by Rahul KumarApr 27, 2021
‘New’ is defined as something created or discovered, something not existing before, or, a fresh beginning or transformation. The etymology of the word creativity is from the word create, which really must be something non-extant too. Creative professionals therefore perform various acts, on stage, in studios, or with pen on paper, to give birth to something ‘new’. This could occupy time (performance) or space (object), but the creation almost always provides a fresh perspective. Works of art imagine and express, to help discover a point of view. One that is personal but allows the viewer to be guided through that private journey of their belief, conviction, sometimes satirical and at other times emotional. Experts believe that Artificial Intelligence (AI) is expected to slowly replace most human skills, with the only exception of creativity. And that is probably because machines must rely on what exists.
STIR recently launched an open call inviting global creatives to respond to the idea of ‘point of new’. With an overwhelming response of more than 620 entries from across the globe, we had artists, designers, architects, and writers send in their version of this broad thematic from the repertoire of their practice. And while we enjoyed the creative works from all over the world, we had the tough job of selecting the best five entries.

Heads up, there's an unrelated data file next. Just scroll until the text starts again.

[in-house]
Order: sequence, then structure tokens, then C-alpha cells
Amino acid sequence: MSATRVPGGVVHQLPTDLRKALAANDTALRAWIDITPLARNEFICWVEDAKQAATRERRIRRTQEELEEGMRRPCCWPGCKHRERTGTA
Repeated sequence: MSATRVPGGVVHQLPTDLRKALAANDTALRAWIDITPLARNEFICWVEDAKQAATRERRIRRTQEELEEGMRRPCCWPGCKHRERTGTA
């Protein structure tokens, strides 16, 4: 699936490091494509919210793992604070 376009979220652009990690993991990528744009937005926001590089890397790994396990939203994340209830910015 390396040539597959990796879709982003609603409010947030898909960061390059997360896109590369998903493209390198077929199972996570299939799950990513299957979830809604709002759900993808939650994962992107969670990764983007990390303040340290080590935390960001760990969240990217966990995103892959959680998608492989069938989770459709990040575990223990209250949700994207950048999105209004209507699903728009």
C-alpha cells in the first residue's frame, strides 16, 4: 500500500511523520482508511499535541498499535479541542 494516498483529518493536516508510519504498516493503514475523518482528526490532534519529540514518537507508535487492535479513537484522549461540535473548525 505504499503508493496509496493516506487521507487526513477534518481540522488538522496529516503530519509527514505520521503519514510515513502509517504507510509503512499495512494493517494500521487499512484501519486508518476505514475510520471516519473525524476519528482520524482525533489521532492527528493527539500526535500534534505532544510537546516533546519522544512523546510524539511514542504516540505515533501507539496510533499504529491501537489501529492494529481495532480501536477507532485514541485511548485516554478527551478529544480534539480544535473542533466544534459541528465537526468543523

Malaysian designer Zairul Puad manipulates photographs to give a surrealistic twist to them. Though often recognisable views, he creates images that can only exist in one’s imagination. He posts his creations on social media channels and his works are sure to intrigue and create a unique experience for its viewers. He believes that this style of creative process places no constraints or limitations and he is therefore free to imagine absolutely anything. In the work chosen for #PointOfNew, he skilfully places a boat floating on water on a puddle that appears to be in urban surrounding. It has reflections of surrounding built structures. It is not easily evident of the exact city. The play of scale and as well as context of a boat literally on city roads creates for a dynamic view that could be unnerving for some but fascinating nevertheless.